Beer and carbs: pretty good mates right? As part of the London leg of Brooklyn Brewery’s epic Mash world tour – which celebrates local heroes of food, comedy, music, and of course beer – they teamed up with a boutique pasta shop in Shoreditch for a magical Monday evening of brews, pastas and chatter. We went along to learn a thing or two from the pros, from rolling our own tortelloni to choosing complementary beers to quaff with various regional Italian dishes.
The event took place at Burro e Salvia on Redchurch Street. Nestled amongst the street art and sleek designer boutiques, this little pastificio was founded last year by Italian sfoglina (pasta-maker) Gaia Enria, who quit her job in PR to bring to London the skills she learnt from elder sfoglinas in her hometown of Piedmont. The petite, stylish shop serves up a rotating menu of fresh pasta dishes every lunchtime, and also offers take-home fresh pasta as well as hands-on workshops to get a taster of the skills involved.
Sipping on ice cold Brooklyn Lager cans at the back of the shop, we learned a little about the regional differences in Italian pasta making from Gaia. The north, including the Piedmont region, was always traditionally better off than the south, which is reflected in the pasta styles typical to them. Gaia told us that North Italian pasta is typically enriched with eggs, a luxury item, while the south uses harder durum wheat or semolina and tend to dry out their pasta rather than eat it fresh.
We switched to a taster of Brooklyn’s Sorachi Ace saison as Brooklyn Brewery Chef Andrew Gerson took over talking duties. Firstly he gave us a brief introduction to Sorachi Ace: the hop was developed in Japan in the 1980s but proved too strong for local tastes, so Brooklyn snapped it up. They wanted to make the zingy lemon-zest hop the star of the show so it’s given a simple backup of Belgian yeast and pilsner malts for a clean, sunshine-fresh flavour.
A super refresher and palate cleanser for the warm London night.
As he talked, Andrew demonstrated how to make taglierini, a classic thin ribbon pasta. The dough consistency is important: not too wet or dry, with a pliability and ‘bounce’ that comes from letting the gluten develop via kneading, resting and rolling. Flouring should be kept to a minimum when rolling to avoid letting too much undeveloped gluten into the dough which can cause seizing and toughness. Fresh eggs are also key, providing the natural yellow colour as well as giving richness to the dough. Andrew also experiments with different flours, such as spelt, rye and chestnut: a ratio of 2:1 ‘00’ to speciality flour is recommended. The dough may be rolled and cut by machine or hand: machine is quicker but hand produces a pleasingly rustic finish. Taglierini made, he zipped upstairs to cook it for us while Gaia took over to demonstrate a filled tortelloni.
As she worked, Gaia explained some of the ingredient combinations they use at Burro e Salvia. She works with her chef to ensure the recipes are seasonal, complementary, and most importantly, authentically Italian. She has not caved to customer requests for non-traditional fillings like beetroot or curry yet – though she did once concede to flavourlessly colour a dough with beetroot puree, which became a bestseller.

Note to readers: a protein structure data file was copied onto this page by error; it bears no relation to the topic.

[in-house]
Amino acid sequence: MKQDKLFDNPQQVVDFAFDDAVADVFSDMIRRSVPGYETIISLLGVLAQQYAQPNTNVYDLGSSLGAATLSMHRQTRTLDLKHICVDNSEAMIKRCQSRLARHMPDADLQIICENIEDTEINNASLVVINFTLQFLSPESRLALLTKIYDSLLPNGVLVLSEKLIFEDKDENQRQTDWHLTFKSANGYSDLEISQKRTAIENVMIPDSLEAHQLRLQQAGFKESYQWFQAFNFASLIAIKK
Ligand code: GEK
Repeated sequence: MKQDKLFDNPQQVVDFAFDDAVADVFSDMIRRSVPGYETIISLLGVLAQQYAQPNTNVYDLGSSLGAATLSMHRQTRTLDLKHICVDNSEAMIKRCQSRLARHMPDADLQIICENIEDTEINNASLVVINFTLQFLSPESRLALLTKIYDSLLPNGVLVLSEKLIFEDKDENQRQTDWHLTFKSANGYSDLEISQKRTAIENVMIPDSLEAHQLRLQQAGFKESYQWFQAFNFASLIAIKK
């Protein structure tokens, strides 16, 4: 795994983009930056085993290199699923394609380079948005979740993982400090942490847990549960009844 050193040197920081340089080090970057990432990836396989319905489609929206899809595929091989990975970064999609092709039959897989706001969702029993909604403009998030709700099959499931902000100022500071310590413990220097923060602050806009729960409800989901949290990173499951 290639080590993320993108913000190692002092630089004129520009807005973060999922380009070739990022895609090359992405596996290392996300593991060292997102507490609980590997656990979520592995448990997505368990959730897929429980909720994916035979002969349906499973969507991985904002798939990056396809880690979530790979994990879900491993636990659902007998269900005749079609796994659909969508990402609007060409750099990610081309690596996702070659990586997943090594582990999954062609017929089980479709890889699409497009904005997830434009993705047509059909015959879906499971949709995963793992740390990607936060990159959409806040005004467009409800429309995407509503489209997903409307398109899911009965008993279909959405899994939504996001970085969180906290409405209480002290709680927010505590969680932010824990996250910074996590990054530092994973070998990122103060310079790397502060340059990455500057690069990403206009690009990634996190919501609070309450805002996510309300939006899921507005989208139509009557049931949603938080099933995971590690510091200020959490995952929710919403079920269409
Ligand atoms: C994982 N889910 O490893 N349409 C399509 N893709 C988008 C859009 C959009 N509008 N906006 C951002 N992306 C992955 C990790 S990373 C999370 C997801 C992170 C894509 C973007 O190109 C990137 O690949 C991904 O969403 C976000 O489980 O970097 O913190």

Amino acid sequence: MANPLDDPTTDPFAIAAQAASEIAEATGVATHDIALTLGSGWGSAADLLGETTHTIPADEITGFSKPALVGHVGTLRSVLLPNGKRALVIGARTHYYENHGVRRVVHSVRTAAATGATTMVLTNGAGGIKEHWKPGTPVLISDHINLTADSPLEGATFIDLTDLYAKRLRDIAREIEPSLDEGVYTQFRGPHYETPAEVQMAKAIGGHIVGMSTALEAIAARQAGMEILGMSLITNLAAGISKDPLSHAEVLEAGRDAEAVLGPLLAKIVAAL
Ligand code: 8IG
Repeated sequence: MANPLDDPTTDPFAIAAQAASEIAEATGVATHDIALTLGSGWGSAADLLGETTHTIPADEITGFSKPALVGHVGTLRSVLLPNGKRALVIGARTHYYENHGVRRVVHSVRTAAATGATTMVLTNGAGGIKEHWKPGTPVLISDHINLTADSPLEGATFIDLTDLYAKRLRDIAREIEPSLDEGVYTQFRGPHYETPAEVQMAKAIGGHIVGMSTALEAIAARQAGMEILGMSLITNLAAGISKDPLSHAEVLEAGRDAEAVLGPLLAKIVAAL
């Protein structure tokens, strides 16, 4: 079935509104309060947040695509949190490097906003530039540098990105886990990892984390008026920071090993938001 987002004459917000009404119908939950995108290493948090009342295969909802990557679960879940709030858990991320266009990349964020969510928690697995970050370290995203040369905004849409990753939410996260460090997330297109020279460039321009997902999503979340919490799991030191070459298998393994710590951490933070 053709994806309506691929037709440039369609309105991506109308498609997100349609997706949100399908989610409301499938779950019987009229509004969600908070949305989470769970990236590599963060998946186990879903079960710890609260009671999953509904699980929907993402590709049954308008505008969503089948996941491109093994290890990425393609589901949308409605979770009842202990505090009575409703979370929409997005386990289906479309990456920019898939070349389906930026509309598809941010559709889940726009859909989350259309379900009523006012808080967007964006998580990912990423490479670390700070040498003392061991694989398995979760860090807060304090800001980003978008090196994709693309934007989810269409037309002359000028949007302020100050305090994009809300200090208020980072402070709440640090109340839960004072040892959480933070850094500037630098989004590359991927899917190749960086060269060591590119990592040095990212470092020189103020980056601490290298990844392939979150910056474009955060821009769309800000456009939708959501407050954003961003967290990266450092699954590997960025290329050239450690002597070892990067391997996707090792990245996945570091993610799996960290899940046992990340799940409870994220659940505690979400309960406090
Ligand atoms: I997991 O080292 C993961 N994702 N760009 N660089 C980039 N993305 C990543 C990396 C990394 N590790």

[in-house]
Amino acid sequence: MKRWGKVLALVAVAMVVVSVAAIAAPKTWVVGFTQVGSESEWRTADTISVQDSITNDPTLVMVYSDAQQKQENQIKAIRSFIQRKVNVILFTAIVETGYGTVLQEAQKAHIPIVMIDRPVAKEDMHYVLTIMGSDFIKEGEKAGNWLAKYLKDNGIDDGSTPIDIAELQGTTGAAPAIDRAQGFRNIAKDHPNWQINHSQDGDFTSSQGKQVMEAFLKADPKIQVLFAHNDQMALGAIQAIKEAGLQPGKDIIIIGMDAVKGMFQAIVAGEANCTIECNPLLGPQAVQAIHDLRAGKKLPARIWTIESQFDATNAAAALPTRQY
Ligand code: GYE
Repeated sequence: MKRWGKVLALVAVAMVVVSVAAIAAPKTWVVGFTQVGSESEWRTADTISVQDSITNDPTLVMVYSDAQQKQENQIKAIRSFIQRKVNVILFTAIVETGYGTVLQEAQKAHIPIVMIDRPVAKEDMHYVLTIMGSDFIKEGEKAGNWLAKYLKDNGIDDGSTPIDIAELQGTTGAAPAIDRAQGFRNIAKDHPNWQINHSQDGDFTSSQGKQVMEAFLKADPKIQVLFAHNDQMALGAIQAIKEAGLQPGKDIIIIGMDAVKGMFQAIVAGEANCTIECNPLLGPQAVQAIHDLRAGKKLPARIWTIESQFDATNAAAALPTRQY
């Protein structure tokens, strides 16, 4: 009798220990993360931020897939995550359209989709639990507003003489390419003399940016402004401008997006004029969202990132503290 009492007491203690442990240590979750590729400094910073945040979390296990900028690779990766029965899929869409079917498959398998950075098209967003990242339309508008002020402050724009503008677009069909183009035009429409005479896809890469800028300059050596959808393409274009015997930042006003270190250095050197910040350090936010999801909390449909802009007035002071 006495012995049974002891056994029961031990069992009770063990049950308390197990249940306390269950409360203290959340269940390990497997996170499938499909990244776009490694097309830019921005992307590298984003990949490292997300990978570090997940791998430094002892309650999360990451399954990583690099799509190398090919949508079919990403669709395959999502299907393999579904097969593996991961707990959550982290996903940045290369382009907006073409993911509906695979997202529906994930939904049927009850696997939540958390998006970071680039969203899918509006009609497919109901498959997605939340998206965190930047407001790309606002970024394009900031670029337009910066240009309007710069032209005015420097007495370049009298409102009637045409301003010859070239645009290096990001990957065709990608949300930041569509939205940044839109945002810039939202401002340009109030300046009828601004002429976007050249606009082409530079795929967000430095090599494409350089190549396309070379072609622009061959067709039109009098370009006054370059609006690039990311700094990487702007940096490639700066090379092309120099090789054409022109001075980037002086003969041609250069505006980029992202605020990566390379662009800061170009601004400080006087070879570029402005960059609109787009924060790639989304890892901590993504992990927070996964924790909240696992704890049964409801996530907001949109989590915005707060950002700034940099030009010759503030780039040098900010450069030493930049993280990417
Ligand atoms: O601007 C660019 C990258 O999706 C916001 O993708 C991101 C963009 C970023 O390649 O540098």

Burro e Salvia offer a few year-round classics like spinach & ricotta and Norma (aubergine, tomato and parmesan), with ever-changing seasonal specials like a wintry pork and mortadella ravioli in cream sauce. She tries to strike a balance between using local ingredients from an ethical point of view (dairy, vegetables and eggs are sourced within the UK) supplemented with selected Italian produce to maintain that all-important authenticity.
Andrew re-appeared with plates of his taglierini, simply boiled and tossed through a buttery parmesan and sage emulsion. With pasta so good and fresh, a light sauce like this is all that’s needed to complement the flavour and texture. Paired with the pasta, we drank a Brooklyn Local One. Andrew explained that this 100% bottle re-fermented golden ale develops a toasty, umami character that matches the parmesan, while Mauritian cane sugar brings out the sweetness in the butter. A subdued hop profile lets the aromatic sage take centre stage.
Gaia’s spinach and ricotta tortelloni was served next with a simple tomato ragu, washed down with Brooklyn Local Two. This brew has the same hop and malt profile as One, but with the addition of orange peel, Belgian caramel sugar and New York wildflower honey to make a darker Abbey-style ale.
Andrew suggested it goes particularly well with slow-cooked smoky meats, as well as picking up on the fruitiness of the tomato sauce and the warm nutmeg spicing inside these tortelloni.
Palates almost fully sated, we finished the night with a drop of the very special Cuvée Noire, a limited edition powerhouse that defies categorisation: a treacly, toasty stout given six months in bourbon barrels to develop notes of vanilla, coconut and coffee. Oh, and then it’s 100% bottle re-fermented for good measure. Perfect as a post-dinner digestiv or replacement for port with dessert or cheese. Grab some while you have the chance. Thanks to Brooklyn for putting on such a great free event as part of the London Mash.
Words and photos by Katie Marcus.